/ Shopping

Does online shopping miss the personal touch?

We’ve just published the results of our recent online shopping survey, which lists the best and worst online shops as rated by Which? members. Have you moved your shopping online, and if so, why?

The main reasons for shopping online, according to our survey respondents, are because it’s often cheaper than shopping in a bricks-and-mortar shop, it’s easier to compare prices and also find exactly what you’re looking for.

Looking at the shops that came top in the survey, I was struck by the fact that customer service and the ‘personal touch’ still seem to be of high importance in terms of how consumers view specific online shops.

Online shopping in many ways brings human interaction to a minimum, and consumer behaviour is of course undergoing big changes in this respect. Yet, some of the respondents’ comments suggest to me that certain long-held consumer values won’t change quite so easily.

The personal touch

On a basic level, I still like to think of a ‘real person’ packaging up the product I’ve ordered online, and it seems that many of our readers feel the same. Humanising an online shop is one of the ways that we develop a feeling of trust in it.

‘All of the items are beautifully wrapped, and they always include a free sample,’ a shopper said about Liz Earle, the cosmetics shop that topped our poll. And several others mentioned the card signed by the shop assistant that comes with all Liz Earle packages.

Fans of John Lewis, the shop that came second in our table, also waxed lyrical about the store’s customer service, showing that the company’s focus on customer satisfaction continues to garner huge loyalty, even in cyberspace.

Brave new world

Of course, at the end of the day, lower prices, convenience and good delivery services will likely win out over the human touch when it comes to where people choose to shop. And to a large extent, the changing shopping culture reflects this. As my colleague Ben Stevens discussed last year, online shopping has now gone beyond the laptop or home computer, with shopping on mobile devices becoming commonplace (and, according to eBay, will be the main way of shopping in just a few years’ time).

What’s more, technological advances such as image recognition – whereby shoppers can do visual searches by pointing their device at any object – are set to reduce even further the need to communicate with a fellow human being when shopping online and in an actual shop.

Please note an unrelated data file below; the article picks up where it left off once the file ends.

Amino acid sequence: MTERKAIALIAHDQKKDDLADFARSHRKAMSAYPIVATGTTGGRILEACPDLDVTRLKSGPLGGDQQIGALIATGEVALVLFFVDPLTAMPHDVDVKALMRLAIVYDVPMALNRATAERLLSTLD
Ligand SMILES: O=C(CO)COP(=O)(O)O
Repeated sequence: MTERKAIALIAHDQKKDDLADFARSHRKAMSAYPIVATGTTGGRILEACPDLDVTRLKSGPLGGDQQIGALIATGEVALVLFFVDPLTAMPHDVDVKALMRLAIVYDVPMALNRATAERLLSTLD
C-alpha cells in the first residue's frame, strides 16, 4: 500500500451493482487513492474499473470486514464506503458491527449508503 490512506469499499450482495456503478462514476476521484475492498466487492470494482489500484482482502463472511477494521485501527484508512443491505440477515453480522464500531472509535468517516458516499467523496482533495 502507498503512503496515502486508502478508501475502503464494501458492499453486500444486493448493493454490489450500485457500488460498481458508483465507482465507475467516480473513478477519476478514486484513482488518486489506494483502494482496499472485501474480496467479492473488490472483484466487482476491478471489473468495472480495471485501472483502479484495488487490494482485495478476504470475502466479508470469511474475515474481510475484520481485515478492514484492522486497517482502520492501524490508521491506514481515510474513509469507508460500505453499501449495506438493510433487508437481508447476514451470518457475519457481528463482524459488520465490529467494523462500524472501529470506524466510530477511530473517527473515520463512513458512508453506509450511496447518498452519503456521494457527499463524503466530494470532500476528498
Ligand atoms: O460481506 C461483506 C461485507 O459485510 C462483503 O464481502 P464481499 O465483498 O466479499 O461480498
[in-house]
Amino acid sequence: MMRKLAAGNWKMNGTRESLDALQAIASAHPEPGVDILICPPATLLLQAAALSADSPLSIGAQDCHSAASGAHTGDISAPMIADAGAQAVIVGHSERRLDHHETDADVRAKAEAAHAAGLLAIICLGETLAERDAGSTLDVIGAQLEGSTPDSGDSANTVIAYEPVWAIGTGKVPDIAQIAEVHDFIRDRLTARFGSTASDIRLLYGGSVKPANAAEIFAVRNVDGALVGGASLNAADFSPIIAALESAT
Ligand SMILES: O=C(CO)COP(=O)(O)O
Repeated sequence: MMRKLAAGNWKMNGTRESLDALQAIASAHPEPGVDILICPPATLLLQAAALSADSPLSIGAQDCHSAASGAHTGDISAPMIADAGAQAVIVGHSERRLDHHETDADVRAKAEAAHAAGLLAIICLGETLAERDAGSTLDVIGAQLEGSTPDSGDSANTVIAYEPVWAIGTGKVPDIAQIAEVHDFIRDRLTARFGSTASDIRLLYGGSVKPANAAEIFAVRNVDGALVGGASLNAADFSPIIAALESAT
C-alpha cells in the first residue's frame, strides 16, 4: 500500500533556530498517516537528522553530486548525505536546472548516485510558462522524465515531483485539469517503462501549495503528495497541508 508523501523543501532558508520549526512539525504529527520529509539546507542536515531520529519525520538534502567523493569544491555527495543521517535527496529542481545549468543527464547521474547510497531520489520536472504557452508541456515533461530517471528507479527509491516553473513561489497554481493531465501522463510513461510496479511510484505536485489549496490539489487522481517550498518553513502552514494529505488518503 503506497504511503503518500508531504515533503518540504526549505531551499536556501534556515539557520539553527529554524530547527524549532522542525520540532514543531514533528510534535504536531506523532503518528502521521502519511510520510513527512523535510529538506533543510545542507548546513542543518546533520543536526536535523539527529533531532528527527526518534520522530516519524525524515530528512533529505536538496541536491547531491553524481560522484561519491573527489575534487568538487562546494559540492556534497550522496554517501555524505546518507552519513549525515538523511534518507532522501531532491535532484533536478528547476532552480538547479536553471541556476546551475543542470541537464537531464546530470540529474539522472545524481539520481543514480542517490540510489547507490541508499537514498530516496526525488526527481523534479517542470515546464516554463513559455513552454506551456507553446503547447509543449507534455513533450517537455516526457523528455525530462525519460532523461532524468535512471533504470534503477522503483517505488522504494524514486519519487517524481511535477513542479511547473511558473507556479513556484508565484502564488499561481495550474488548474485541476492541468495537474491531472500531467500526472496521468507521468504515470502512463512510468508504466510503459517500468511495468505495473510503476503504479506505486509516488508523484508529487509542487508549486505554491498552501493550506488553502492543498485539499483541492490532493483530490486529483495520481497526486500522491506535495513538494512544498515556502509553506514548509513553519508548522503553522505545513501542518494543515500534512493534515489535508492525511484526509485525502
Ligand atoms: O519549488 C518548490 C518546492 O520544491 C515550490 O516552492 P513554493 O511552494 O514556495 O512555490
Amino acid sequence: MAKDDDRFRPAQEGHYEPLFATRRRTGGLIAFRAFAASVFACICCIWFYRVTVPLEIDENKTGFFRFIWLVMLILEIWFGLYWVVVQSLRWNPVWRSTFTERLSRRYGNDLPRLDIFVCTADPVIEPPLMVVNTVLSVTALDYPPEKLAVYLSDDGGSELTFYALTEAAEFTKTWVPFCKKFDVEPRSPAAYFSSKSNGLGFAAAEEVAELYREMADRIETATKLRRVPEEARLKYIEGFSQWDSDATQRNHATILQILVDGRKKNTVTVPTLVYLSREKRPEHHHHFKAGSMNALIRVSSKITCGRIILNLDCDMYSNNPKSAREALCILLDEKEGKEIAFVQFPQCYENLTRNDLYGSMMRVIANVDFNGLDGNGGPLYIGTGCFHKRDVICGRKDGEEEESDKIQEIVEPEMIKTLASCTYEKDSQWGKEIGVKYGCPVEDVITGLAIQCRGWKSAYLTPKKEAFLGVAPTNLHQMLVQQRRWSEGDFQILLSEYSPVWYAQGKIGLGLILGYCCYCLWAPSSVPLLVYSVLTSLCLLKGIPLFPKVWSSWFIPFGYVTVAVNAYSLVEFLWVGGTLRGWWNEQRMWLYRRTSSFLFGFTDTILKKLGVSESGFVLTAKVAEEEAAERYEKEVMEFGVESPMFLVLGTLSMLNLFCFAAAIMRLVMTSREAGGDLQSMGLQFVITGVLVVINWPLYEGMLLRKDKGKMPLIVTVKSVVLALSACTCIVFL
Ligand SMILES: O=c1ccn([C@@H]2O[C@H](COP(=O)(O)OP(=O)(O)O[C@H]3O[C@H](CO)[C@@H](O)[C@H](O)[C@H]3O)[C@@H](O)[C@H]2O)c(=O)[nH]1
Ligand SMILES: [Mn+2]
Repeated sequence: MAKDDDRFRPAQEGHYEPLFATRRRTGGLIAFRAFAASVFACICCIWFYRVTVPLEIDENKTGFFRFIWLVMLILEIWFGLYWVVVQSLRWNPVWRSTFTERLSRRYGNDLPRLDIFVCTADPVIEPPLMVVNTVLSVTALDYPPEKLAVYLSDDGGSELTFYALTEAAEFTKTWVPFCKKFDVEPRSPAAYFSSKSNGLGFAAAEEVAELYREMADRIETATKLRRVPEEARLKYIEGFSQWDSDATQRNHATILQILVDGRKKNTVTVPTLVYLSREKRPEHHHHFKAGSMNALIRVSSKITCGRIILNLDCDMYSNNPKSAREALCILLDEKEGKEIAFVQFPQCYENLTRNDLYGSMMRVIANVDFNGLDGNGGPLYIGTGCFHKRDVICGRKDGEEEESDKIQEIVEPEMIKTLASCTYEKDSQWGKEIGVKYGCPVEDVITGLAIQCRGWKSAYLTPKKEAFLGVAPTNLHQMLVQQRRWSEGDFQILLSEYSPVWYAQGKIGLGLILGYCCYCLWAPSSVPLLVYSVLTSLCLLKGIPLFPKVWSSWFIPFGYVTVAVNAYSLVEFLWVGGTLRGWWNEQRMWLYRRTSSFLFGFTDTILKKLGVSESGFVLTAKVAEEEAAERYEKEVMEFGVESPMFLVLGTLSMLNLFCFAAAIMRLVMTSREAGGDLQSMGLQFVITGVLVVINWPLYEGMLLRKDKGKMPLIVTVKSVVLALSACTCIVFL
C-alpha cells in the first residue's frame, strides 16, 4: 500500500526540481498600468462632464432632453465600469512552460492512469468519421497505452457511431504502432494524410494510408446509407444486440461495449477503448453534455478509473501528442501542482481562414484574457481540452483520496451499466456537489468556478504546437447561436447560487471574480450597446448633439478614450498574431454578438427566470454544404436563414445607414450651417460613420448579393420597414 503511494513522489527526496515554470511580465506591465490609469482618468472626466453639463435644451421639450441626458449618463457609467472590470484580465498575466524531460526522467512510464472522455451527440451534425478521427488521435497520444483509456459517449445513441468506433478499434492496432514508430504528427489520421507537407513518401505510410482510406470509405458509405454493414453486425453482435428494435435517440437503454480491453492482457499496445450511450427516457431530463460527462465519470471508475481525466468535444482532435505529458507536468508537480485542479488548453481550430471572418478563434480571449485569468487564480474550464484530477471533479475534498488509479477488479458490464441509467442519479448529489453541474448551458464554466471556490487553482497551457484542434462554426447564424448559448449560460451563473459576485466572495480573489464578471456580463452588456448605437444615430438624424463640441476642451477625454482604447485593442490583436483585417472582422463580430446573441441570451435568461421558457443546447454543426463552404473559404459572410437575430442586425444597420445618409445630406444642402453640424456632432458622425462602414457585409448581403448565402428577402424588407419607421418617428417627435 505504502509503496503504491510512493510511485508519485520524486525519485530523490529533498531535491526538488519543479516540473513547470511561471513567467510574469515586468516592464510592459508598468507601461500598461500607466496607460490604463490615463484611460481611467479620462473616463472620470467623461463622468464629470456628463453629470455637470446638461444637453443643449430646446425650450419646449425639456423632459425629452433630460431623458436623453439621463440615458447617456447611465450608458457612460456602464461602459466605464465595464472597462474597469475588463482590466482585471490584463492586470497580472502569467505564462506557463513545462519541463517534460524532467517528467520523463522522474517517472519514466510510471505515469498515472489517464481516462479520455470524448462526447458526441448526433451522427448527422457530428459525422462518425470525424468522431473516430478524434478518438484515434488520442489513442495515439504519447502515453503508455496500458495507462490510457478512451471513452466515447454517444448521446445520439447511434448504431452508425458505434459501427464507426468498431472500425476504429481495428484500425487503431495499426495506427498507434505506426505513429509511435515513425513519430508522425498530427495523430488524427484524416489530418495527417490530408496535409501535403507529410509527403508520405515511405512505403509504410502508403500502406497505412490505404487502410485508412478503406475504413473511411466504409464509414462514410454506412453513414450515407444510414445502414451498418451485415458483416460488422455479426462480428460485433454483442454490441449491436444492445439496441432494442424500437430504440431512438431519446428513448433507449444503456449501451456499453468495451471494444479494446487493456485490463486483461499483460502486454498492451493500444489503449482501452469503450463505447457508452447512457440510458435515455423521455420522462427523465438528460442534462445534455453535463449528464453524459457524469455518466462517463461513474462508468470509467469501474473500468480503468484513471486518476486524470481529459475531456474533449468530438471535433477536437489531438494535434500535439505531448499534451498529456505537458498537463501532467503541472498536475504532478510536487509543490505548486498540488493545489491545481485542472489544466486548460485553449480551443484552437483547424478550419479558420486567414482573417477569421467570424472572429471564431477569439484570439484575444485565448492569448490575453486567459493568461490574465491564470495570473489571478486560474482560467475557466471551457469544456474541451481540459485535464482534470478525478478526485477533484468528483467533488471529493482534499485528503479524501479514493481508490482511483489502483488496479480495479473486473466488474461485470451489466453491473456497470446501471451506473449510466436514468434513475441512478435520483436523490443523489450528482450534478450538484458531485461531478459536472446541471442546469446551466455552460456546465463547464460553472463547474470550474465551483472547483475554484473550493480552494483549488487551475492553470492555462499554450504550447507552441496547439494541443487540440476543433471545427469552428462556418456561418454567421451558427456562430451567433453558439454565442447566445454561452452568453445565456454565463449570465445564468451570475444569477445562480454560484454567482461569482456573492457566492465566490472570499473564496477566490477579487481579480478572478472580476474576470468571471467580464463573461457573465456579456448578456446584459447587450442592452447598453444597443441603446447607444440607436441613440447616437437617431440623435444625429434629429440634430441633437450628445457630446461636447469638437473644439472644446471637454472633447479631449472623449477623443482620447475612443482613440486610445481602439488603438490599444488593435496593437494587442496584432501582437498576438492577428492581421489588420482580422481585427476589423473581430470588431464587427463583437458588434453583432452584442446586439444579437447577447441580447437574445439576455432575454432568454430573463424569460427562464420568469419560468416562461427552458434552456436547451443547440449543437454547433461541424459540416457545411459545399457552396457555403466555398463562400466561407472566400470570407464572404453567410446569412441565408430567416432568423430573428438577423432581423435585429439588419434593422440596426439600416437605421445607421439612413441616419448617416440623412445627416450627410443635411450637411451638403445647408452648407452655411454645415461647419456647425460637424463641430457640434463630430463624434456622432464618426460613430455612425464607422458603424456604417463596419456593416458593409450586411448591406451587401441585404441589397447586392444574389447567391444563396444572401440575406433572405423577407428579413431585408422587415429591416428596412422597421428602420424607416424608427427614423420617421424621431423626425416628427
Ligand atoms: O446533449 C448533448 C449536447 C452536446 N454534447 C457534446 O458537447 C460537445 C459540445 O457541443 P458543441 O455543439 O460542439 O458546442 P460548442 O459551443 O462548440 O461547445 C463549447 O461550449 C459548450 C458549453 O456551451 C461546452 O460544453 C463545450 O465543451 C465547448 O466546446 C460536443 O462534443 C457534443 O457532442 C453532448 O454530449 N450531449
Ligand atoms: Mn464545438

Never the twain shall meet?

So, the way that we shop is becoming more and more defined by technology. What’s interesting to me is to what extent many of us will still try to hold on to previous notions of shopping being based on some sort of person-to-person exchange, combining both old and new values.

I’m a firm believer in the need to support Britain’s dwindling independent shops, and actually the advancement of shopping technology could arguably help them, with many now able to reach a far wider audience then they otherwise might. M-commerce (shopping on your mobile) is one example of how the advancement of online shopping could potentially help to maintain some traditional values on the high street.

Is it naïve to think that old and new consumer values can co-exist? Do you feel that the new shopping technology compromises other values you have as a consumer?

Comments
Member

I moved to on-line shopping years ago, no parking issues, no pushy sales staff and if I’m careful, cashback too.

Member

Funnily enough, I just went to a well known retail store this evening. On seeing the item of my desire at a price that was more than i wanted to pay, I negotiated a thirty quid discount with the Manager. Can’t do that on line. [Incidentally the item was already twenty percent discounted].
I wouldn’t be able to do that online.

Member

Last month I went to a well known electrical store, in an industrial park with plenty of free parking, and got £10 discount after pretending to take out an extended warranty, I said I just needed to check I had space at home, Went online to their website and got a 10% discount and by going thru a cash back site, am due another £10 sometime never. And didn’t need to take out an extended warranty. Went back to the store to see if they could match it and they couldn’t/wouldn’t.